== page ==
Event Title

High Salinity Stabilizes Bacterial Community Composition and Activity

Location

Eccles Conference Center Auditorium

Event Website

http://water.usu.edu

Start Date

3-31-2015 1:30 AM

End Date

3-31-2015 1:40 AM

Description

Dormancy is offered as an explanation for how bacteria are able to survive temporal fluctuations in resource availability or adverse environmental conditions. Bacteria may exit this reversible, low-metabolic state and resuscitate, becoming metabolically active in response to favorable environmental cues. In extreme environments, the prevalence of dormancy is only expected to rise as stressful conditions intensify, however, the overriding effects of a constant stress in extreme environments may overshadow other environmental cues from influencing activity. We evaluated shifts in microbial community composition and dormancy and related these variables to water chemistry over one year in six lakes in UT, USA. The lakes represented a salinity gradient ranging from 303.22 PSU in the North Arm of the Great Salt Lake to 0.52 PSU in Deer Creek Reservoir. We analyzed 16S rDNA-based communities (i.e., all bacteria present in the community) and 16S rRNA-based communities (i.e., only active bacteria) with target metagenomics, observed and analyzed changes in bacterial community composition over time, and calculated dormancy based on rRNA to rDNA ratios of the relative recovery of individual operational taxonomic units. We measured changes in lake chemistry (i.e., temperature, pH, dissolved oxygen, total nitrogen, total phosphorus, dissolved organic carbon) and linked them to dormancy and community composition with multiple regression models and metric distance matrices in R. We found that rDNA-based community composition was driven primarily by salinity and dissolved oxygen concentrations (P < .001); that is, where these variables were most extreme, very little change in community composition occurred. rRNA-based community composition, however, was additionally highly associated with fluctuations in phosphorus concentrations (P < .001). Furthermore, the prevalence of total dormancy in a lake was positively associated with the proportion of rare taxa (OTU’s representing <0.1% of the total bacteria) in the system. These findings suggest that high salinity and low oxygen prevent the introduction and prosperity of taxa that are not predisposed to such extreme conditions. Without a stabilizing extreme variable, the freshwater lakes catered to a more diverse range of bacteria, which were then subject to changes in multiple variables (i.e., phosphorus availability), high levels of competition, and increased use of dormancy as a life history strategy.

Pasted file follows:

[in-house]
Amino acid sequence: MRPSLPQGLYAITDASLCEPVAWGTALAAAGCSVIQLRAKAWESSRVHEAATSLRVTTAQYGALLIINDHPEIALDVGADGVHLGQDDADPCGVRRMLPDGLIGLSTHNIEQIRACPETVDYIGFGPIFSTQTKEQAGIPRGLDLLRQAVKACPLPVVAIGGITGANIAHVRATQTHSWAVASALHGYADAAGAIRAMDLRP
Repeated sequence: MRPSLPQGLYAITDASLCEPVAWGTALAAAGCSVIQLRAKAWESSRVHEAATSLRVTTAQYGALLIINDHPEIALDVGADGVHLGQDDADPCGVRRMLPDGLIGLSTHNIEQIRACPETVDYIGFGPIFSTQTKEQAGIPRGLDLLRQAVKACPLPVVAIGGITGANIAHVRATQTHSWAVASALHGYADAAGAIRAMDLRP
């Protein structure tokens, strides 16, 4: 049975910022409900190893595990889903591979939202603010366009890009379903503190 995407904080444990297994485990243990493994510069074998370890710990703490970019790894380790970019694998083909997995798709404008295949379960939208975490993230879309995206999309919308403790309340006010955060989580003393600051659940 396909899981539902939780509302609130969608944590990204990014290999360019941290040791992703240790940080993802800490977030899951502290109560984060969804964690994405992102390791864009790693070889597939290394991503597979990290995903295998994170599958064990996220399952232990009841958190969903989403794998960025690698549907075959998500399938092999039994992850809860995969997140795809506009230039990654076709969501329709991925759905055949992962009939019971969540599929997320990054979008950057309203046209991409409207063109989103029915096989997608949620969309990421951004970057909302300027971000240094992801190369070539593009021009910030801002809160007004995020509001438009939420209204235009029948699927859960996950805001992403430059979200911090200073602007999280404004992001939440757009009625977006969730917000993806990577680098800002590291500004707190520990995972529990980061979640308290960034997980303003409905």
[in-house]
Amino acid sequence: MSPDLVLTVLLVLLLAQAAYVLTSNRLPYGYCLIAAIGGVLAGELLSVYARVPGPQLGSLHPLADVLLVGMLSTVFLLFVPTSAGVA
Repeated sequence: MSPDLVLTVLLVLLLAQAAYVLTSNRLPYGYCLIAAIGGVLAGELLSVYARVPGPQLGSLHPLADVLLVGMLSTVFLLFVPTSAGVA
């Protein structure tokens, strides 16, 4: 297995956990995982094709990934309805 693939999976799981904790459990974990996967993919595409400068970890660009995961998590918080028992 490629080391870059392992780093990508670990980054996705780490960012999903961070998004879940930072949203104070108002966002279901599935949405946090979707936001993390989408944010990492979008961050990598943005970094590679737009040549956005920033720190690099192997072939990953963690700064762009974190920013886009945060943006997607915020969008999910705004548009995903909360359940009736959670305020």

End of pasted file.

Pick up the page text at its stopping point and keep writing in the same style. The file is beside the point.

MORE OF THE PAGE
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Mar 31st, 1:30 AM Mar 31st, 1:40 AM

High Salinity Stabilizes Bacterial Community Composition and Activity

Eccles Conference Center Auditorium

Dormancy is offered as an explanation for how bacteria are able to survive temporal fluctuations in resource availability or adverse environmental conditions. Bacteria may exit this reversible, low-metabolic state and resuscitate, becoming metabolically active in response to favorable environmental cues. In extreme environments, the prevalence of dormancy is only expected to rise as stressful conditions intensify, however, the overriding effects of a constant stress in extreme environments may overshadow other environmental cues from influencing activity. We evaluated shifts in microbial community composition and dormancy and related these variables to water chemistry over one year in six lakes in UT, USA. The lakes represented a salinity gradient ranging from 303.22 PSU in the North Arm of the Great Salt Lake to 0.52 PSU in Deer Creek Reservoir. We analyzed 16S rDNA-based communities (i.e., all bacteria present in the community) and 16S rRNA-based communities (i.e., only active bacteria) with target metagenomics, observed and analyzed changes in bacterial community composition over time, and calculated dormancy based on rRNA to rDNA ratios of the relative recovery of individual operational taxonomic units. We measured changes in lake chemistry (i.e., temperature, pH, dissolved oxygen, total nitrogen, total phosphorus, dissolved organic carbon) and linked them to dormancy and community composition with multiple regression models and metric distance matrices in R. We found that rDNA-based community composition was driven primarily by salinity and dissolved oxygen concentrations (P < .001); that is, where these variables were most extreme, very little change in community composition occurred. rRNA-based community composition, however, was additionally highly associated with fluctuations in phosphorus concentrations (P < .001). Furthermore, the prevalence of total dormancy in a lake was positively associated with the proportion of rare taxa (OTU’s representing <0.1% of the total bacteria) in the system. These findings suggest that high salinity and low oxygen prevent the introduction and prosperity of taxa that are not predisposed to such extreme conditions. Without a stabilizing extreme variable, the freshwater lakes catered to a more diverse range of bacteria, which were then subject to changes in multiple variables (i.e., phosphorus availability), high levels of competition, and increased use of dormancy as a life history strategy.

https://digitalcommons.usu.edu/runoff/2015/2015Posters/6